Today I realized I’d been on the road for 9 months since I quit my job and left home last August.
I had traveled all around the world – befriended hundreds and chatted with thousands. Dove the Great Barrier Reef. Bought a motorcycle and started a biker gang in Vietnam. Wined and dined that beautiful Italian girl in Venice. Lived with nomads herding sheep on horseback in Mongolia.
Every experience has opened my eyes to the world – however one stood out. Earlier this year, I spent 6 weeks volunteering at an orphanage in Beijing and it has altered the entire course and purpose of my travels.
New Hope Foster Home is an orphanage in Beijing for kids with special medical needs – they provide care and medical treatment for babies with surgically correctable deformities. Dr. Joyce Hill and her husband Robin opened New Hope in 2002 after adopting a special-needs little girl and started taking in babies from local Chinese orphanages. Today with 6 facilities in Beijing and the Henan province, New Hope cares for over 300 children – all fully funded by donations by friends and sponsors.
I first heard about New Hope a couple years ago when a good family friend from our church read about the story of New Hope in “The House of Hope” by Elisabeth Gifford and went over to volunteer for several months. Since then, several members of our church have volunteered at New Hope caring for the kids in Beijing and bringing them to Hong Kong for surgery. Even with a deep sense of admiration for the people who were sacrificing their time for these kids, I was still indifferent and unwilling to take time off work and visit or volunteer. With the limited vacation time I had each year, I selfishly prioritized music festivals and getting drunk at popular vacation resorts. Why would I go spend it in China? I’m in my 20’s – I’m supposed to go get my brain fried at Coachella and blow all my money in Vegas.
I was afraid I would change. I was afraid of seeing these poor kids in China and not be able to go back to my cushy lifestyle I was so comfortable in. I was afraid I would leave the job I was so proud of for something more meaningful and no longer have anything to humble brag about anymore.
When I left home to travel, Papa Chen suggested I include New Hope in my destinations to give my trip more purpose and in hopes I would learn a thing or two. After three months in central and eastern Europe, I had accomplished my original purpose of going outside my comfort zone, traveling alone to places I’d never heard of, and meeting people from all over the world. But I wasn’t satisfied, I wanted something different and to accomplish more with this trip. Every modern city mirrored the next, but with different people, different languages, and possibly cheaper beer. Everyone works the 9-5, watches Netflix in bed, shops at H&M, and blows their money on useless crap on the weekend. I needed to experience something different that would make me think more – something to push me even further out my comfort zone to think beyond the norm. With that, I contacted New Hope and arranged a month to be a long term volunteer.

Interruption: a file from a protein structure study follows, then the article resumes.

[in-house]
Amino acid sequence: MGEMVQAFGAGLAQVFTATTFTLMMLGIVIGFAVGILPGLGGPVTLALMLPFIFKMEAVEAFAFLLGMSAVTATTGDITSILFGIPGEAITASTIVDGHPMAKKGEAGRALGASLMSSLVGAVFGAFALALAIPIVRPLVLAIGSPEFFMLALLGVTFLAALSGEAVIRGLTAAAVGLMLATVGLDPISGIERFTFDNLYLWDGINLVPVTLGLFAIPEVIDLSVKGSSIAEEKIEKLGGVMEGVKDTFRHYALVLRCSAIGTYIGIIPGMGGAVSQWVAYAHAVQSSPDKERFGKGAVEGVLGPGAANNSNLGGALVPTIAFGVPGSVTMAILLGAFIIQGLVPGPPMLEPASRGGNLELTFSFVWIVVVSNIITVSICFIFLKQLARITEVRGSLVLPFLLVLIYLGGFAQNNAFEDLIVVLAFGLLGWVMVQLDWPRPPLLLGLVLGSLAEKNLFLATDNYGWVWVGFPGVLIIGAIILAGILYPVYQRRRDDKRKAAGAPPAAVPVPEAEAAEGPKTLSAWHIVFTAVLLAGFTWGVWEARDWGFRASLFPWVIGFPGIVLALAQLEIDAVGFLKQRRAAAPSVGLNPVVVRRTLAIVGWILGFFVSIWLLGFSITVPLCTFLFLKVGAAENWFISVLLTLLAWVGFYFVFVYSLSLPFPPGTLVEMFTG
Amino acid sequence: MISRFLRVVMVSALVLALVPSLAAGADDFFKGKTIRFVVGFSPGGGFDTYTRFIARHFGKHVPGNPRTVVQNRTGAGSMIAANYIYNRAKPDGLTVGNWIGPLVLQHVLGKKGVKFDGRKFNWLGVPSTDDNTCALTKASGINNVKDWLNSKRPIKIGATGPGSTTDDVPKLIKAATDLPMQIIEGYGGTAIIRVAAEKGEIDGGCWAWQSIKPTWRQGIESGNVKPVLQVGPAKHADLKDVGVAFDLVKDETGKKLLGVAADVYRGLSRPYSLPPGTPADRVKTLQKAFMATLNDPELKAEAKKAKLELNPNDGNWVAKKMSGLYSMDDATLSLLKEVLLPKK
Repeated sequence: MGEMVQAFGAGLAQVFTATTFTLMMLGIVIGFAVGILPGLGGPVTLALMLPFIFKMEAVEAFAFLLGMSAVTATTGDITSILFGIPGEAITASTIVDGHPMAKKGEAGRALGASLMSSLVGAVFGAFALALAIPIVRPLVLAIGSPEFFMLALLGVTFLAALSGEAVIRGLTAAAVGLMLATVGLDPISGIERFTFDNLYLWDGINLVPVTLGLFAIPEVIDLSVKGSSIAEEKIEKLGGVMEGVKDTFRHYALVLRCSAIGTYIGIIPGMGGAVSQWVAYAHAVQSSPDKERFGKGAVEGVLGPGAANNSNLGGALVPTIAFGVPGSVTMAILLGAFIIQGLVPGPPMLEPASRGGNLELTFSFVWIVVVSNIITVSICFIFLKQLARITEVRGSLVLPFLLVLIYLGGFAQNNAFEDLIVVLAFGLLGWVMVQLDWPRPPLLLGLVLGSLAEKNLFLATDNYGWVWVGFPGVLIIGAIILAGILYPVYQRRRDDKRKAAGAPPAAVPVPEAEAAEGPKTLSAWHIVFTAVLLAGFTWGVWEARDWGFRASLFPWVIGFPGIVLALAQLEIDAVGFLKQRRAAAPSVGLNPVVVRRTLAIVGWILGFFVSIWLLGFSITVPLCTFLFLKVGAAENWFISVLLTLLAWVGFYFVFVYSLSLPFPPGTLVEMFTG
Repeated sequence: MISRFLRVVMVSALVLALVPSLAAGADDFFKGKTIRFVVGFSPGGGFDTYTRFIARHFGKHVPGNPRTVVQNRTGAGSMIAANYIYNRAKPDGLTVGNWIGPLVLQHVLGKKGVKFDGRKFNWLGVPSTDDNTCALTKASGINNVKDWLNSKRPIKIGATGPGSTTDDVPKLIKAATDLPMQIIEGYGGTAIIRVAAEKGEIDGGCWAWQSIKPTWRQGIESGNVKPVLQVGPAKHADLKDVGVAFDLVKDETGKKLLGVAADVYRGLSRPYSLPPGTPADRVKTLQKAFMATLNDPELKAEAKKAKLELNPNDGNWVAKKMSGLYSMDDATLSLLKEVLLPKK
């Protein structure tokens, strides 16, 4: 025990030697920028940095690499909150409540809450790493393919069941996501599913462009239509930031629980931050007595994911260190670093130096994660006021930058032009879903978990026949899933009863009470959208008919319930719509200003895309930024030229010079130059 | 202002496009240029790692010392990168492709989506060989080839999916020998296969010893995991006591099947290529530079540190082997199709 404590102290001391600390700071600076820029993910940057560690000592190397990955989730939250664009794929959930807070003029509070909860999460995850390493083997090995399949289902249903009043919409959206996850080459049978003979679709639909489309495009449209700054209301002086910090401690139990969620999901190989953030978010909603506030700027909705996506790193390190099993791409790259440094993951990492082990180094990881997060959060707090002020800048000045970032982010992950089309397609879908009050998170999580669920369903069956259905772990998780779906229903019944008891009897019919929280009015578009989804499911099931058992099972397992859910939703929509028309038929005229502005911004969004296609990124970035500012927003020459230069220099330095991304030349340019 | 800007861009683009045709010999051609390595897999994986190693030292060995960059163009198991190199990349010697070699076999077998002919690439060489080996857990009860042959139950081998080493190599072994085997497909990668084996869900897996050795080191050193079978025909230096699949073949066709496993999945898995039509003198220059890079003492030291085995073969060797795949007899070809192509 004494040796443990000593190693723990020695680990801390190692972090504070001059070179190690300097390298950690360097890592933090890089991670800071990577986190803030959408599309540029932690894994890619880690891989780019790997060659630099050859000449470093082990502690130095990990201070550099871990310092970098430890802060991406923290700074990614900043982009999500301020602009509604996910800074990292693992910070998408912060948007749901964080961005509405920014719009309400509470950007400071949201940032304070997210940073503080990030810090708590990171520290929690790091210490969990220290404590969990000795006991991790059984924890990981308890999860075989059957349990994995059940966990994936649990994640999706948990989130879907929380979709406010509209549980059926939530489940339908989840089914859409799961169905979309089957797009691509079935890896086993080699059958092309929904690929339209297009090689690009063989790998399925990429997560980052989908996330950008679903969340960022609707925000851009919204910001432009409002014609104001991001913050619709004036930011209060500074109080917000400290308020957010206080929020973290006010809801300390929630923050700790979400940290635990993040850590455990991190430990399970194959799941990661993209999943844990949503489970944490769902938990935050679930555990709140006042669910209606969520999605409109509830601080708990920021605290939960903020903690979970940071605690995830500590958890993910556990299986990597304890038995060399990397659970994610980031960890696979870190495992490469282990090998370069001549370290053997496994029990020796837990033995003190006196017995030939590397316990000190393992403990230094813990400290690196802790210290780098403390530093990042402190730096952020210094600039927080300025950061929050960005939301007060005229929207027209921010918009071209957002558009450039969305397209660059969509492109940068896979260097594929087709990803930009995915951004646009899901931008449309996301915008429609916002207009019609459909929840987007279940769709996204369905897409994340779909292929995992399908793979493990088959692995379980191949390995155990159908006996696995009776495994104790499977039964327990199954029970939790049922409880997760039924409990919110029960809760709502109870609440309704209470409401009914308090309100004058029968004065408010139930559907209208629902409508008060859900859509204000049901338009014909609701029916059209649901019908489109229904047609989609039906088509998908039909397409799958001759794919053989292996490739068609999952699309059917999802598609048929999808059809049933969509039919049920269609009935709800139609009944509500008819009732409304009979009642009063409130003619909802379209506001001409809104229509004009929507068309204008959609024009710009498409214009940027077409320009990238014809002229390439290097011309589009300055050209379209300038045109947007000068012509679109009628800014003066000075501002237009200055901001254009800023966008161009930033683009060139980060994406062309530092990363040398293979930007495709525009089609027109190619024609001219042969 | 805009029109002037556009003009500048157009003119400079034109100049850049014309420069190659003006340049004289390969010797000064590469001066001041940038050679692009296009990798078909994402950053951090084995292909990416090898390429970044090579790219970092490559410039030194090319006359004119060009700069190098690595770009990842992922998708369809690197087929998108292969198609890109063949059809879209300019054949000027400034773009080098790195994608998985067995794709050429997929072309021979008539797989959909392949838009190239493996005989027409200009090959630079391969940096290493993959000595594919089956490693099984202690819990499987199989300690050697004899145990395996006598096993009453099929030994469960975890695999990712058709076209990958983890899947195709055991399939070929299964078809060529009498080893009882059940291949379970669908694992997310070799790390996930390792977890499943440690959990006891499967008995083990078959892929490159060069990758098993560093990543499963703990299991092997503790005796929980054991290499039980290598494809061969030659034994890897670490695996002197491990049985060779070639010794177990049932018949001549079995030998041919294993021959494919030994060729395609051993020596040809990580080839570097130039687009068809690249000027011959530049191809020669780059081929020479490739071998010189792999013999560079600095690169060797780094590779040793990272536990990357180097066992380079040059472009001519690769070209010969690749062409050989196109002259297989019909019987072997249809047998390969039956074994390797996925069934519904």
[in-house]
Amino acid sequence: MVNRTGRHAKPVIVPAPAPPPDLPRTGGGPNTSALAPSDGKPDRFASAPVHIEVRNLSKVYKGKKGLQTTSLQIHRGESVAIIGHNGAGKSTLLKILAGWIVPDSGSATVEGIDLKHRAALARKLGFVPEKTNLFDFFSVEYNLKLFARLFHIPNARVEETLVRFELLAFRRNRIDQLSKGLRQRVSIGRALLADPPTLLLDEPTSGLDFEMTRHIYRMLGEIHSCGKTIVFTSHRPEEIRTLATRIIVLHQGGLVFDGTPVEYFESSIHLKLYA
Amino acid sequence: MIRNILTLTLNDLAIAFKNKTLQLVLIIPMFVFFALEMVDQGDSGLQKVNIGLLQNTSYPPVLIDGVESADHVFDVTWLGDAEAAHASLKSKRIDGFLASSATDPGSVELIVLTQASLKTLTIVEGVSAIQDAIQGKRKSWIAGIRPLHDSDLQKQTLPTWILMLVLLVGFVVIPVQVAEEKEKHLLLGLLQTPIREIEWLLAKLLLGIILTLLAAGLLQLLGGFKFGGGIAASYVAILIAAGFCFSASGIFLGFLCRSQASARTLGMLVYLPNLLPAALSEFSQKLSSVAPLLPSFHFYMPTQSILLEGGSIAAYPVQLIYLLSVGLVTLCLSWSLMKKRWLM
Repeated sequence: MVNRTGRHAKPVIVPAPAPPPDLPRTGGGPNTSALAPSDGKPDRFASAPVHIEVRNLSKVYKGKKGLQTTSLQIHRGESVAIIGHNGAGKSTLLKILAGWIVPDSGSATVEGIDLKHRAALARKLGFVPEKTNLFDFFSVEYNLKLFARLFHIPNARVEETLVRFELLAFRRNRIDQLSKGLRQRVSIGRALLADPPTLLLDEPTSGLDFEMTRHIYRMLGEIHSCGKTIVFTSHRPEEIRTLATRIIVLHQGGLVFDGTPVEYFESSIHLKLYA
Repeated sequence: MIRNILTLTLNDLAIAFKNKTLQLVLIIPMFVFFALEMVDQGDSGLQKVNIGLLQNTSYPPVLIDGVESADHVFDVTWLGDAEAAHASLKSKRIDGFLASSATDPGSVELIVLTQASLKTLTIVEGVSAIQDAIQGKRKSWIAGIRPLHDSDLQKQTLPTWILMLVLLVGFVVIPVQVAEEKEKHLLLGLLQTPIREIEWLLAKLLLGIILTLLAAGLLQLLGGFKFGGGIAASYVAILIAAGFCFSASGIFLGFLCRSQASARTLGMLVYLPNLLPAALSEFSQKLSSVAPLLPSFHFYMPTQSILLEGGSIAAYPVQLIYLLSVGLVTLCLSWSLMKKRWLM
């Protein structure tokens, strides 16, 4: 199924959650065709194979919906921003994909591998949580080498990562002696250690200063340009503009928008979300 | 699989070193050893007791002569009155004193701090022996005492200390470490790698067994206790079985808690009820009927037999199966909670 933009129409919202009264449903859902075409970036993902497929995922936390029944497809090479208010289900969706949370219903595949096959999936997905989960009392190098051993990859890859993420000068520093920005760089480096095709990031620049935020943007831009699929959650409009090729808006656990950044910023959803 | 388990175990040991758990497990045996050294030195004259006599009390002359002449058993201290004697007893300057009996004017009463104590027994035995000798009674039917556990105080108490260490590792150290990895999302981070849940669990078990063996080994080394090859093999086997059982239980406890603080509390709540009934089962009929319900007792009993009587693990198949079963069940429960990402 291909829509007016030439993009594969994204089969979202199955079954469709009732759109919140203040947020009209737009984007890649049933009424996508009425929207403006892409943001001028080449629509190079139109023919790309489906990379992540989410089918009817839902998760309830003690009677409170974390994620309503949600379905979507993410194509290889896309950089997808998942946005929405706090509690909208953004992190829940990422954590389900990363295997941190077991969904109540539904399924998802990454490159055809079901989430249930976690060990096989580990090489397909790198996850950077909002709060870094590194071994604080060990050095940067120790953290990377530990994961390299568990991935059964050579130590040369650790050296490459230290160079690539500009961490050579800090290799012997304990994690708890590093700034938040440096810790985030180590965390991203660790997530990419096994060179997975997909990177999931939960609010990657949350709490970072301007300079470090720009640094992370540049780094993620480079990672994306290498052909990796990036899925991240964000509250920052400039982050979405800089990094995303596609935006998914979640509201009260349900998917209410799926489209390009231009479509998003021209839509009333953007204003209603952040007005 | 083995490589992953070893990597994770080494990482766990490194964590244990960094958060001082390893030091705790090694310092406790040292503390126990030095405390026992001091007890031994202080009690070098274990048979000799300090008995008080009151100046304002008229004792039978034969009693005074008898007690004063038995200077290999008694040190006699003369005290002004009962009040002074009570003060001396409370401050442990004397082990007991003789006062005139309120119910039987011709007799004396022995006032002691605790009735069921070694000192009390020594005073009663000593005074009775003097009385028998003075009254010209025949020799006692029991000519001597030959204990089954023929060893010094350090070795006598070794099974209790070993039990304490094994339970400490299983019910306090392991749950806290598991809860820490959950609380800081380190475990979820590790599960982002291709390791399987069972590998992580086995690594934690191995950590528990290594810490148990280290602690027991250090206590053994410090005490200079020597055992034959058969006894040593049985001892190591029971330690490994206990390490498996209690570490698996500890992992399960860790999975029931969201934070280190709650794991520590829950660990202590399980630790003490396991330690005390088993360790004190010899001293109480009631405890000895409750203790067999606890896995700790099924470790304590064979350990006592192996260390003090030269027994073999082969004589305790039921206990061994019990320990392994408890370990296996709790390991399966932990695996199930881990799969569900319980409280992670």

My plane arrived to Beijing at 1AM – I spent the night at the airport before I could get picked up at 6AM. It was freezing cold having just spent a month in the Australian summer. The driver, Xiao Li, showed up right on time – 6AM in front of the Terminal 2 Starbucks. Xiao Li is a tall Beijing local with the typical thick Beijing Chinese accent and ridiculous rate of words that come out of his mouth. After chatting with him in the car, I found out he has been working as a driver running errands for New Hope for 15 years. With two kids of his own to support in college, it’s obvious he loves his job and really believes in the purpose Robert and Joyce Hill have for New Hope helping kids.